It’s only just September, but toy retailers are already gearing up for their busiest time of year.
This week brought the top toy lists from Wal-Mart, Target and Toys R Us — some of the biggest names in the business. With chatter building around the holidays, Amazon quietly posted in late August on its website a list of 100 toys for the season.
Wal-Mart was the first to make an official announcement on Wednesday, also bringing news of the start of its layaway program. The big-box retailer has promised more than 1,000 new toys, which includes more than 300 exclusives. Wal-Mart said that about 25 percent of its toys will be exclusive to its stores.
This year, smaller rival Target said it will sell more than 1,400 new and exclusive toys across its stores and online. Target rolled out 1,800 new and exclusive toys in 2016 — up 15 percent from 2015, and the most it had ever sold.
Target’s top items for 2017 include 11 toys that are exclusive to the retailer, the company said, such as a Shopkins mall, an exclusive Hatchimals egg and a Jetson-branded electric scooter.
Instead of its typical “Fab 15″ list, Toys R Us upped the ante with what it’s calling “Geoffrey’s Top 20″ for toys. Like Wal-Mart, the retailer is offering a layaway service with no fee required, and Toys R Us is promising to match prices for all in-store purchases. If a customer is able to find a better deal elsewhere, Toys R Us said it will match prices from places like Wal-Mart, Target, Amazon and Best Buy.
The “hot” lists, which arrived a touch earlier than usual this year, are a way for the retailers to get shoppers excited for the all-important holiday season. This year, retailers are under even more pressure as sales shift increasingly online.
Toys are critical for luring in shoppers and winning business heading into the holidays. And for Toys R Us, a toy retailer, the holiday season is a make it or break time. This year all the more so, as it has recently hired Kirkland & Ellis to help it address roughly $400 million in debt due in 2018.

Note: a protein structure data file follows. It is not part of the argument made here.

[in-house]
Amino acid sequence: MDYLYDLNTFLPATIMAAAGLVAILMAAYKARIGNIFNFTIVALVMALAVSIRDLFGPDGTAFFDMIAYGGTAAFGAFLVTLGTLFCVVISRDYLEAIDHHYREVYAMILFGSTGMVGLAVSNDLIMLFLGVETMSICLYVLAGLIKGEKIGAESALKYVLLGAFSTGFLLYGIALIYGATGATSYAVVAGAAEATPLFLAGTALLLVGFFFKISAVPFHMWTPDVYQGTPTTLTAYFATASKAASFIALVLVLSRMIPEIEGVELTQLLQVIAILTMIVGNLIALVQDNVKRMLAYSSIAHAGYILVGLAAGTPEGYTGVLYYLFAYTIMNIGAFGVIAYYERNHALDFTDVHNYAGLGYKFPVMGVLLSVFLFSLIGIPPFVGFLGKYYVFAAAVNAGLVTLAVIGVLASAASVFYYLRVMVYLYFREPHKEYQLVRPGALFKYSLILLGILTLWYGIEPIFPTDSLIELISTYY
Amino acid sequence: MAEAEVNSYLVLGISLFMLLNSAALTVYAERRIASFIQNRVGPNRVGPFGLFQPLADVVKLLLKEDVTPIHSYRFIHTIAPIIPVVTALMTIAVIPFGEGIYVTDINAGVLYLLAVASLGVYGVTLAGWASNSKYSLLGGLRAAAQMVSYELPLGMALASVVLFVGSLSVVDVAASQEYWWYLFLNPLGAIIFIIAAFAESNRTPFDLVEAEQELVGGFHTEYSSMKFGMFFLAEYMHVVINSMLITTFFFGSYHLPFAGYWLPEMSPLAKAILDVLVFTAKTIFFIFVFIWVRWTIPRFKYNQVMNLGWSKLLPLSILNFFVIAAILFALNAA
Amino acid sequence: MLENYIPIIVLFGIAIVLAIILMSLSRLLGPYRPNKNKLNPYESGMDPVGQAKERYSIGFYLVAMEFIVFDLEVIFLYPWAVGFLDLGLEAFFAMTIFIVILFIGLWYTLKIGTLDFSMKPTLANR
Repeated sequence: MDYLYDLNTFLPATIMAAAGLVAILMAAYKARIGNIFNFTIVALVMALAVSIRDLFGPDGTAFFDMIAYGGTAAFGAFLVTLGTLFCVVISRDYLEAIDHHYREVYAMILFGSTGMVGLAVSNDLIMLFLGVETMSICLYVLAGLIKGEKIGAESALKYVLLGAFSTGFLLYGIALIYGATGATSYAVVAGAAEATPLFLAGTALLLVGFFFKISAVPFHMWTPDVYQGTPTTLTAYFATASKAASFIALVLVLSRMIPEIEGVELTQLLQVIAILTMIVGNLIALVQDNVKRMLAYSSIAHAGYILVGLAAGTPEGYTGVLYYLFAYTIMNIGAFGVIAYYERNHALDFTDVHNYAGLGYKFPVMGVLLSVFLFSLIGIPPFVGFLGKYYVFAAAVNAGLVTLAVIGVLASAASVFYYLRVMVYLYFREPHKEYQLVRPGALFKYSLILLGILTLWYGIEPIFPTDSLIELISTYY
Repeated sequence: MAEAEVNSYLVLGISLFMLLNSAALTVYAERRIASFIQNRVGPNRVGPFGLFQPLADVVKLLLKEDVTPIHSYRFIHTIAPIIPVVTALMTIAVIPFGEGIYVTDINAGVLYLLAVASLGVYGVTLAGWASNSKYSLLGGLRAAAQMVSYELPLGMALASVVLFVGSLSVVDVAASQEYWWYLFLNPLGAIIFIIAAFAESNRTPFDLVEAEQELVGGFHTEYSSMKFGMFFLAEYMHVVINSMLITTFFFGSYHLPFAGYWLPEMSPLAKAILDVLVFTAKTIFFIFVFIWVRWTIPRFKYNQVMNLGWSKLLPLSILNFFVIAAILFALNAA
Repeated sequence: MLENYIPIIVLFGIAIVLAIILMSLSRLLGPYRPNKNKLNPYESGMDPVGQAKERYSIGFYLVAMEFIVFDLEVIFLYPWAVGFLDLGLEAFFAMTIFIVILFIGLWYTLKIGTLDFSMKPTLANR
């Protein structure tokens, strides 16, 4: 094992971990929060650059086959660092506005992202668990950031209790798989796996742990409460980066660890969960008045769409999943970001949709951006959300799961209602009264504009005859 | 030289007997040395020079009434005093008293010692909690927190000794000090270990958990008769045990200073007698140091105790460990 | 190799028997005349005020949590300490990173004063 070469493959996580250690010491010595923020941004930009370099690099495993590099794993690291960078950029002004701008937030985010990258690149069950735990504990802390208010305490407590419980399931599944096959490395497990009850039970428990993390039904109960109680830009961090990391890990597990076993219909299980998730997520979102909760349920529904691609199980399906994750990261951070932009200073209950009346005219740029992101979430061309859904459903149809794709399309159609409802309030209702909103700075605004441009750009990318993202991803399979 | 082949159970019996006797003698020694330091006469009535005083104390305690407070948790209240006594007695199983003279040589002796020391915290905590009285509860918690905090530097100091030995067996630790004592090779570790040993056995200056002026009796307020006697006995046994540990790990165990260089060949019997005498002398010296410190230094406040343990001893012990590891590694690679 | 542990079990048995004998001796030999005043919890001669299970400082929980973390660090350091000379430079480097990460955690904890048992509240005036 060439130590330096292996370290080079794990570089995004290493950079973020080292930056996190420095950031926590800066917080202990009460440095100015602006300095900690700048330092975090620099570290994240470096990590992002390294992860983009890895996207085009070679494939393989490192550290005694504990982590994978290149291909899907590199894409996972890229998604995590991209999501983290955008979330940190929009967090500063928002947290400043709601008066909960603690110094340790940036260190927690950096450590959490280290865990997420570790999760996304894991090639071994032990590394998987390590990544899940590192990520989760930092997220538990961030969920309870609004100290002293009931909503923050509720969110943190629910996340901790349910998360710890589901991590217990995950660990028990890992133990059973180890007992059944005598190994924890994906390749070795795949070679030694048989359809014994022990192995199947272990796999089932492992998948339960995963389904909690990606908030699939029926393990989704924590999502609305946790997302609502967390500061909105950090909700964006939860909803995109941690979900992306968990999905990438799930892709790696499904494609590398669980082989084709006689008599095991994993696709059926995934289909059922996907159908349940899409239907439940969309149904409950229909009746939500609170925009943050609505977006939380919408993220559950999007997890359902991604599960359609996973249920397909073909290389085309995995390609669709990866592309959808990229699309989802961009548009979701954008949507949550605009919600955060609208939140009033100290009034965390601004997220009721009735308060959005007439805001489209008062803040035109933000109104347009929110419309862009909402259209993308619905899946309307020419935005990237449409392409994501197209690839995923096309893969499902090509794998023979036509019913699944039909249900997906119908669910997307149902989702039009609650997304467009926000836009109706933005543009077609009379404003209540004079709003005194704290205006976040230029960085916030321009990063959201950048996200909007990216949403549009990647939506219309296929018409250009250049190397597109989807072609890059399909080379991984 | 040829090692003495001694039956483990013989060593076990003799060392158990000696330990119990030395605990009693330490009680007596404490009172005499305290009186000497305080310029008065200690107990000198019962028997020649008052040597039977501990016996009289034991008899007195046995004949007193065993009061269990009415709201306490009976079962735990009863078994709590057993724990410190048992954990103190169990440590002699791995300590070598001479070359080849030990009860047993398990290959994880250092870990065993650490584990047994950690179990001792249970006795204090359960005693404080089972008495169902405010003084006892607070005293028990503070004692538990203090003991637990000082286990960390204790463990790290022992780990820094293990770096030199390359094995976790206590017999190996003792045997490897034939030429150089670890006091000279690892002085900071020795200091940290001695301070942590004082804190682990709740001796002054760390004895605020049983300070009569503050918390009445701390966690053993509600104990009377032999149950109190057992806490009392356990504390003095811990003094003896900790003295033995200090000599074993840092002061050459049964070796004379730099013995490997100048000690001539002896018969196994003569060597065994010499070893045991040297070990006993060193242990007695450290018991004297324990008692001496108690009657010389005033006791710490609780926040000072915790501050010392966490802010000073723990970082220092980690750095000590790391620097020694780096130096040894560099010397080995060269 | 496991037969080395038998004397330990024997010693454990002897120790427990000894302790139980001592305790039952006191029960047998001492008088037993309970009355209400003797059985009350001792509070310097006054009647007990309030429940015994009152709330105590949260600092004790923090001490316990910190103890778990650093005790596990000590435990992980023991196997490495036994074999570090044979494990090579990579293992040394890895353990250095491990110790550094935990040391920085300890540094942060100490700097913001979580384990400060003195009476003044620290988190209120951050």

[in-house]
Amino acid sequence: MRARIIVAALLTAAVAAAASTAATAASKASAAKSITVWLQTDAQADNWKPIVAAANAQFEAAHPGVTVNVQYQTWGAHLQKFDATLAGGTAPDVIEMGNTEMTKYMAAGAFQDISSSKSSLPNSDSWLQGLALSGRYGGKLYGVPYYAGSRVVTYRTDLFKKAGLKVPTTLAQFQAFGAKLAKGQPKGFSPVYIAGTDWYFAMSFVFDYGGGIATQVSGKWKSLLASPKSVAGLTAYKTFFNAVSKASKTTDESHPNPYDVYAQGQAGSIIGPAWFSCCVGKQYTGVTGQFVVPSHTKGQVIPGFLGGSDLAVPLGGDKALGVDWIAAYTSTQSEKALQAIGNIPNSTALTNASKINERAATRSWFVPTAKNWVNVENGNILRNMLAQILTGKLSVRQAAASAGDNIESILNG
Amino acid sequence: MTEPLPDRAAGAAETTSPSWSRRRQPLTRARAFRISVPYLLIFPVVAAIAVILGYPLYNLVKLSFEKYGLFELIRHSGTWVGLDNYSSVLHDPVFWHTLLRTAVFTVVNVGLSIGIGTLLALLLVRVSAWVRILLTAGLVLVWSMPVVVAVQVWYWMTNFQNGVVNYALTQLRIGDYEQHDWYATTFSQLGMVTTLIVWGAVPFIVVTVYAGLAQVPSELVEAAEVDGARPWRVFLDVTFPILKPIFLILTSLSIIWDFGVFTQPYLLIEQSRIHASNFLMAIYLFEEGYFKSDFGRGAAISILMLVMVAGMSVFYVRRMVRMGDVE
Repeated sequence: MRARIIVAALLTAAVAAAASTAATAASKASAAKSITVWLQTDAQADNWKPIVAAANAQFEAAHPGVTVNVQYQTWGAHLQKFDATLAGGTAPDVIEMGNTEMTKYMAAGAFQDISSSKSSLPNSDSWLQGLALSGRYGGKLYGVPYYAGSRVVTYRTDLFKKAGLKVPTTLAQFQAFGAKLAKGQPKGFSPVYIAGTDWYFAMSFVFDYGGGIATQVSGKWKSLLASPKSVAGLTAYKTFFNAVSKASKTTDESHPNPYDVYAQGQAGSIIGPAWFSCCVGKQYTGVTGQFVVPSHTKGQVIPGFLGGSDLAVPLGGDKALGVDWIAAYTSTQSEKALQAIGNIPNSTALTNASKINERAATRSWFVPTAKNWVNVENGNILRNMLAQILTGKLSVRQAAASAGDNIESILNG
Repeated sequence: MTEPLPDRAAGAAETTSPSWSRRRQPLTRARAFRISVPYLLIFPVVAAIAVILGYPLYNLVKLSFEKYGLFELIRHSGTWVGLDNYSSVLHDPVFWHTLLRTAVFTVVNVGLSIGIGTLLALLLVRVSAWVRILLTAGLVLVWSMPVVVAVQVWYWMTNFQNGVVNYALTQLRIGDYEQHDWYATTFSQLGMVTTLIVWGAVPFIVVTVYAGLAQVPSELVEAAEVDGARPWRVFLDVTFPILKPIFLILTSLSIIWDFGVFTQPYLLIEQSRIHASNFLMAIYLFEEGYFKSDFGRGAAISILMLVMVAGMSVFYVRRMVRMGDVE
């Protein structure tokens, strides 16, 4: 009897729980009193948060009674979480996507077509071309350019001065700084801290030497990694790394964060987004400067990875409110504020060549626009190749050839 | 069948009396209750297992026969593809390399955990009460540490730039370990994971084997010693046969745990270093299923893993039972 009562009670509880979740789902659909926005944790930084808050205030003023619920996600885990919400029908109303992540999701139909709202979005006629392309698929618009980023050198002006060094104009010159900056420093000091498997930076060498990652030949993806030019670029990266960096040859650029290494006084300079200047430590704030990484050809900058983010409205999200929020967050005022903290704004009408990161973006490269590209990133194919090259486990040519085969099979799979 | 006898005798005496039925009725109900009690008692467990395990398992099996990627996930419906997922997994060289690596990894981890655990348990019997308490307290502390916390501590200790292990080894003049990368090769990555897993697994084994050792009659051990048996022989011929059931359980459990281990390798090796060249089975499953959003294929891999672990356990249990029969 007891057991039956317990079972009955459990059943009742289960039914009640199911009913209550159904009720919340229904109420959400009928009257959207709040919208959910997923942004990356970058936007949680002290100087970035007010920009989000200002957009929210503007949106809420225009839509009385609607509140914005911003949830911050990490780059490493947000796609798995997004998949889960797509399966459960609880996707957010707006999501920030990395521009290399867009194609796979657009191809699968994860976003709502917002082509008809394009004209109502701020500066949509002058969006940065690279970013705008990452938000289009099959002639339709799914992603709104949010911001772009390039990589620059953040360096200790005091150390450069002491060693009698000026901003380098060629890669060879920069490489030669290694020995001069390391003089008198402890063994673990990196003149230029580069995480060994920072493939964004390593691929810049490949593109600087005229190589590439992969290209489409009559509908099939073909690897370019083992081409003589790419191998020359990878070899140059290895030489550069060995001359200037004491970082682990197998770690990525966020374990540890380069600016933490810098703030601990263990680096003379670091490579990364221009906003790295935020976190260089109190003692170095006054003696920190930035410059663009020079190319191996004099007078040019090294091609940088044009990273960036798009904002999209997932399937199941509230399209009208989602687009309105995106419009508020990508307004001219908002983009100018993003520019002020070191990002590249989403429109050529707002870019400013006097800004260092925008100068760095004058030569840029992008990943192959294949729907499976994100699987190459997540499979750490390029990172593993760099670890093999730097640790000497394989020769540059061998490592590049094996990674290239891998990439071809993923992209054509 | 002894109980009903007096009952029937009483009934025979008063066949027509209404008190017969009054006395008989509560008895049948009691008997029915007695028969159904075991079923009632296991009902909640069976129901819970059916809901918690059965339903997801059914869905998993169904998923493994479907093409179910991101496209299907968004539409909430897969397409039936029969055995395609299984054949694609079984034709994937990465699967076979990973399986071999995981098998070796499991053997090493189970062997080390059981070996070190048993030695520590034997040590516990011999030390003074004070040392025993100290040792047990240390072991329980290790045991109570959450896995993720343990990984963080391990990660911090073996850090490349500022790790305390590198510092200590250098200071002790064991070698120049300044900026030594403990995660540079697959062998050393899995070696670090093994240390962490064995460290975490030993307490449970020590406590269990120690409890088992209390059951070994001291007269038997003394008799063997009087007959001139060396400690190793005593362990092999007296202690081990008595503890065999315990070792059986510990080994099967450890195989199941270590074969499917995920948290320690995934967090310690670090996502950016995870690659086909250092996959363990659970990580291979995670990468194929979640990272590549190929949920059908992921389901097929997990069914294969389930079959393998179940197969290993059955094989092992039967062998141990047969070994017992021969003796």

Across the many hot toy lists, interactive toys, collectibles, puzzles, entertainment properties and tech-infused toys have been the most prominent. And that’s no surprise.
Strong sales from these categories helped the toy industry grow 5 percent, reaching $20.4 billion, last year, according to The NPD Group.
Collectibles remain one of the strongest drivers of growth in the toy industry. In 2016, sales of collectibles grew 33 percent, or $432 million, to reach $1.8 billion, according to NPD data. Sales of blind packs — collectible items where buyers don’t know what they are getting — alone grew 60 percent.
These toys tend to be popular with parents because they are inexpensive, while kids enjoy the hunt as they try to “collect them all.”
Hot toys in this category include Spin Master’s “Colleggtibles,” miniature versions of its fast-selling Hatchimal toys; Disney’s Tsum Tsums, sold through retailers like Jakks Pacific; Funko’s line of Pop! figures and Lego’s traditional figures and buildable BrickHeadz characters.